class Storage
include ActiveModel::Validations
 
validates_presence_of :name
 
attr_accessor :name
@@ec2 = AWS::S3.new()
 
def self.all
return @@ec2.buckets.inject([]) { |m, i|
    m.push Storage.new( i.name )
}
end
 
def initialize( name )
@name = name
end
 
end

AWS Config

config/initializers/aws-sdk.rb
AWS.config({
  :secret_access_key => 'xxxxxxxxxxxxxxxxxxxxxxxxxxxxxxxxx',
  :access_key_id => 'YYYYYYYYYYYYYYY',
  :region => 'us-west-2',
})



Thursday, January 31, 2013

Handling and Tyre wear patterns

Racing last night at Bashley the car was still quite unstable. For the last few races I have been changing one setting at a time to pin down which are making improvements. So far I've stiffened the front springs, moved the shock positions on the rear and toed out the steering a little. The car was better but still quite hard to tame the back end..
If you look closely at the tyres you can just about make out that the insides of the tyres are a little duller meaning that the majority of the cars weight has been on the insides even during dynamic handling. This is a big clue to start looking at the camber adjustments.
Camber is the angle of the wheel relative to the track looking from the front of the car. 0 degrees means the wheel is dead vertical. -5 degrees means the top of the wheel is angled toward the centreline of the car. A little negative camber can be useful, but evidently I had too much. I rather unscientifically reduced the amount and in the next heat the car was far more controllable with more power going to the track.

Wednesday, June 22, 2011

NADARS Newbury Radio Rally

Each year on Fathers day the Newbury and District Amateur Radio Society organise their rally which has been at the Newbury Showground for the last few years.


For anyone not familiar, radio rallies or hamfests as they are sometimes known are a show organised by an amateur radio society. They usually take the form of a field with trade stands, a club stand and a car boot section. There is often a very varied mix of things on sale from old wartime radios, military surplus, old broadcast equipment, telecom equipment, components to computers and all manner of bits and pieces.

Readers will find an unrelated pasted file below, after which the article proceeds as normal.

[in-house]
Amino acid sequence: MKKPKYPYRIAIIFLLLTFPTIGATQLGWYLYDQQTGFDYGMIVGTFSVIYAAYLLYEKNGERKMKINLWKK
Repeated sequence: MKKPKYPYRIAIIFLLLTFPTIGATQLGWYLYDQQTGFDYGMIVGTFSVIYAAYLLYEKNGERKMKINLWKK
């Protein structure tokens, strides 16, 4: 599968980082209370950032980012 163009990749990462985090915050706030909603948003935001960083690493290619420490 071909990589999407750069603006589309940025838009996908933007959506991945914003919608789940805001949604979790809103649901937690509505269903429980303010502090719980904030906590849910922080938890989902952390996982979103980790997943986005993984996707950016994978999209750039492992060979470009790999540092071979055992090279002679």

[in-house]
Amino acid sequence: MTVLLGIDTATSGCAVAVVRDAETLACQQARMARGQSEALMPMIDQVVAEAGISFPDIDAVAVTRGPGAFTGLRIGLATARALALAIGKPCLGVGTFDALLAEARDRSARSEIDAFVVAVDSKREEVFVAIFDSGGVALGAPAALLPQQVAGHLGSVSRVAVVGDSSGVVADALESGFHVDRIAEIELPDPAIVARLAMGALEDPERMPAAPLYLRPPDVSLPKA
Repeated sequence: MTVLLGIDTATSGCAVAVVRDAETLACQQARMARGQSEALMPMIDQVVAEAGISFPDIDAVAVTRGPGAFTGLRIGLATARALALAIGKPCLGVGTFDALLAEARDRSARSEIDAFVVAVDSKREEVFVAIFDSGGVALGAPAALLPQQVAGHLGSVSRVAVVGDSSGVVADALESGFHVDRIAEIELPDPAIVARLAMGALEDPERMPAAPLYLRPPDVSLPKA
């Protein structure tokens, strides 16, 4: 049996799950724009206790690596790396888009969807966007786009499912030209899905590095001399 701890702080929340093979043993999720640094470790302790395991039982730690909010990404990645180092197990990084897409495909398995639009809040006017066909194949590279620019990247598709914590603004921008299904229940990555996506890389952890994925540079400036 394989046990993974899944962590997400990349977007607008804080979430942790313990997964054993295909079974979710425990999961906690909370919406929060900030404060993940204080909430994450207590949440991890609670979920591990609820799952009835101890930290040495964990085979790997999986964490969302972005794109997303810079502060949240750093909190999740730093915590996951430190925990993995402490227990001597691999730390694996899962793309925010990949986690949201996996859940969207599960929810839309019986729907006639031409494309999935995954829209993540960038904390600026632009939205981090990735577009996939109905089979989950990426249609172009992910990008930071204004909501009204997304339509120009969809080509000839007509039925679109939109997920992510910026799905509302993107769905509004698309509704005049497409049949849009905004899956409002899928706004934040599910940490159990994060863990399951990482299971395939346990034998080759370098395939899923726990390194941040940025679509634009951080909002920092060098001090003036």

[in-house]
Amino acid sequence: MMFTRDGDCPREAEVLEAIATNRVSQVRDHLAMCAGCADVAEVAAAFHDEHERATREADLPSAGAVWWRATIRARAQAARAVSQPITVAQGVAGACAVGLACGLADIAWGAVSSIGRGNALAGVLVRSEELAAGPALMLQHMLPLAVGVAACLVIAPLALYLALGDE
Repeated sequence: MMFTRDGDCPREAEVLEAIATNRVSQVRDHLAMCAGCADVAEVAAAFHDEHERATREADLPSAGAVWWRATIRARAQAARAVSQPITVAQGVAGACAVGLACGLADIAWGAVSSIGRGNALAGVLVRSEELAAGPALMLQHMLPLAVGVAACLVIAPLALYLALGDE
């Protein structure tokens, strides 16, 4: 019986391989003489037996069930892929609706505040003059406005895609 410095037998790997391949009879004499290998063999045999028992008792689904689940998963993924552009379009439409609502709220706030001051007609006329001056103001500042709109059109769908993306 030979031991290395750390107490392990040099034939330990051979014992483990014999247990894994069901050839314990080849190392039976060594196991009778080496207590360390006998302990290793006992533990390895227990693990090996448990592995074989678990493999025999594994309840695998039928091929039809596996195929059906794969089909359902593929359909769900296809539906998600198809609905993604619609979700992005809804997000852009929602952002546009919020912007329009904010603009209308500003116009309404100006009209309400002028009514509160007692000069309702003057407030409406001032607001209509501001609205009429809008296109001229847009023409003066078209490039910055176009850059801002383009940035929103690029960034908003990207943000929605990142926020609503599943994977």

This has always been one of the nicest rallies and one which has been on my list of favourites since about 1993, so I thought I'd share a few photos of the day.

We got there a little late, but it was still a good day. I picked up a few bits for the DATV station I'm planning on building, an NDS CSR820 MPEG2 IRD and some L-Band filters and splitters. I also met an old friend which was nice.
It was a bit of a drive (4 hours) but still happy I went.

73 de M1BSC :-) 

NADARS - http://www.nadars.org.uk/ 

Wednesday, March 16, 2011

Maker Faire Newcastle 2011

 Maker Faire Newcastle, UK 2011




Last week Makers and Hackers from all over the world converged on the Centre for Life in Newcastle-Upon-Tyne for the UK's third Maker Faire.  Maker Faire is an event organised by O'Reilly's Make magazine to bring together art, crafts, technology, engineering and science projects and to celebrate and encourage the Do it Yourself mindset.




The BBC's Research and Development and Television Platforms groups were there meeting the public and making friends with other Makers. We had several exhibits ranging from the fun Blink-o-tron with its trapped Weeping Angel, Conduct your own orchestra to the more serious Universal Control which allows subtitles to be sent to mobile devices.




 The Maestro demonstrates in an entertaining way our ability to interface to the Microsoft Kinect and to use thedata provided to control video playback. Basically you use the baton and move your hands in the manner of an orchestral conductor and you can control the volume and tempo of the music.















We also showed a concept device which presented a different way of accessing the BBC's Radio archive. The 'Wayback Machine' is designed to look as much like a traditional radio as possible, retaining simple controls, but allows the date and time to be 'tuned' in.













An example of the BBC's collaboration with Newcastle University was also on show with the Tune Table, a device which was developed by one of the universities students while on placement with R&D.